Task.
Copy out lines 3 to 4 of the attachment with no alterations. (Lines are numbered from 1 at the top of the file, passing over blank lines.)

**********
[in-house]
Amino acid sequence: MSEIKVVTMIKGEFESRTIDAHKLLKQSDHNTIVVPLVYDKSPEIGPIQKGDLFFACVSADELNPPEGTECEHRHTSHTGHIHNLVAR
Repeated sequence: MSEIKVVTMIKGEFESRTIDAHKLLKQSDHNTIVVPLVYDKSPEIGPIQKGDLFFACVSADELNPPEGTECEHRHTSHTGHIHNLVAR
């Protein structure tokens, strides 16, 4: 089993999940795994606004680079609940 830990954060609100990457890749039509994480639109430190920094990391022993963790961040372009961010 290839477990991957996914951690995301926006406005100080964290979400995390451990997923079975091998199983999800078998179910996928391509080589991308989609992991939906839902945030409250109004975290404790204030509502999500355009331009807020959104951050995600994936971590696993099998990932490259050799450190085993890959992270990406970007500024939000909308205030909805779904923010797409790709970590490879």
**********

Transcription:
Repeated sequence: MSEIKVVTMIKGEFESRTIDAHKLLKQSDHNTIVVPLVYDKSPEIGPIQKGDLFFACVSADELNPPEGTECEHRHTSHTGHIHNLVAR
């Protein structure tokens, strides 16, 4: 089993999940795994606004680079609940 830990954060609100990457890749039509994480639109430190920094990391022993963790961040372009961010 290839477990991957996914951690995301926006406005100080964290979400995390451990997923079975091998199983999800078998179910996928391509080589991308989609992991939906839902945030409250109004975290404790204030509502999500355009331009807020959104951050995600994936971590696993099998990932490259050799450190085993890959992270990406970007500024939000909308205030909805779904923010797409790709970590490879």